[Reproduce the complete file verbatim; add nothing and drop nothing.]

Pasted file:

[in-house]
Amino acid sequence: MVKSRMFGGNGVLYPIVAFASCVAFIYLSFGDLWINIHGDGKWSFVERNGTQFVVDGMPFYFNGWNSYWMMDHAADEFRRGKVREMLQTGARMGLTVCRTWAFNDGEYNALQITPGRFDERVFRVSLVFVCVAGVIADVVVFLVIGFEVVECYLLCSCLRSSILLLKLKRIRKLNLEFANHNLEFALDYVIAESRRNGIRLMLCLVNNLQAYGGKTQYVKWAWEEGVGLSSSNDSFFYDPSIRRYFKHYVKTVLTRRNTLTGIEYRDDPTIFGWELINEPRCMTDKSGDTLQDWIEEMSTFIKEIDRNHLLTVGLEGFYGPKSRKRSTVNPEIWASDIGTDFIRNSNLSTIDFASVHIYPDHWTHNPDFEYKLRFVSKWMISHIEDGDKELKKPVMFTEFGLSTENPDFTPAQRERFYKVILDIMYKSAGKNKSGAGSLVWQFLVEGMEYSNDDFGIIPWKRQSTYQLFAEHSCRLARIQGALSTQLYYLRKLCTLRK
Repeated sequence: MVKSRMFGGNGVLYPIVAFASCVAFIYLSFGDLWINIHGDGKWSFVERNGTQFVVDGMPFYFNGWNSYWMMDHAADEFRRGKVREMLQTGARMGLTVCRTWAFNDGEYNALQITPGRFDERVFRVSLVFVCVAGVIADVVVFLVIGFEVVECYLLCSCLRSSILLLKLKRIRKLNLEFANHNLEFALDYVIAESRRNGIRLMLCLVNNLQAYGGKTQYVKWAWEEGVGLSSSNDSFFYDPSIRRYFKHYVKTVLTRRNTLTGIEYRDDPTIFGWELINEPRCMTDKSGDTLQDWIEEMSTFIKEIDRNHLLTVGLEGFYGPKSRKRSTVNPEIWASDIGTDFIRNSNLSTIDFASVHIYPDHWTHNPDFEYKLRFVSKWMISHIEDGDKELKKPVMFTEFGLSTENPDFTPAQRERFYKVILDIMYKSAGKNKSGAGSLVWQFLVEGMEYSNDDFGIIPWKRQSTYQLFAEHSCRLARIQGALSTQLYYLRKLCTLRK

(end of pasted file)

[in-house]
Amino acid sequence: MVKSRMFGGNGVLYPIVAFASCVAFIYLSFGDLWINIHGDGKWSFVERNGTQFVVDGMPFYFNGWNSYWMMDHAADEFRRGKVREMLQTGARMGLTVCRTWAFNDGEYNALQITPGRFDERVFRVSLVFVCVAGVIADVVVFLVIGFEVVECYLLCSCLRSSILLLKLKRIRKLNLEFANHNLEFALDYVIAESRRNGIRLMLCLVNNLQAYGGKTQYVKWAWEEGVGLSSSNDSFFYDPSIRRYFKHYVKTVLTRRNTLTGIEYRDDPTIFGWELINEPRCMTDKSGDTLQDWIEEMSTFIKEIDRNHLLTVGLEGFYGPKSRKRSTVNPEIWASDIGTDFIRNSNLSTIDFASVHIYPDHWTHNPDFEYKLRFVSKWMISHIEDGDKELKKPVMFTEFGLSTENPDFTPAQRERFYKVILDIMYKSAGKNKSGAGSLVWQFLVEGMEYSNDDFGIIPWKRQSTYQLFAEHSCRLARIQGALSTQLYYLRKLCTLRK
Repeated sequence: MVKSRMFGGNGVLYPIVAFASCVAFIYLSFGDLWINIHGDGKWSFVERNGTQFVVDGMPFYFNGWNSYWMMDHAADEFRRGKVREMLQTGARMGLTVCRTWAFNDGEYNALQITPGRFDERVFRVSLVFVCVAGVIADVVVFLVIGFEVVECYLLCSCLRSSILLLKLKRIRKLNLEFANHNLEFALDYVIAESRRNGIRLMLCLVNNLQAYGGKTQYVKWAWEEGVGLSSSNDSFFYDPSIRRYFKHYVKTVLTRRNTLTGIEYRDDPTIFGWELINEPRCMTDKSGDTLQDWIEEMSTFIKEIDRNHLLTVGLEGFYGPKSRKRSTVNPEIWASDIGTDFIRNSNLSTIDFASVHIYPDHWTHNPDFEYKLRFVSKWMISHIEDGDKELKKPVMFTEFGLSTENPDFTPAQRERFYKVILDIMYKSAGKNKSGAGSLVWQFLVEGMEYSNDDFGIIPWKRQSTYQLFAEHSCRLARIQGALSTQLYYLRKLCTLRK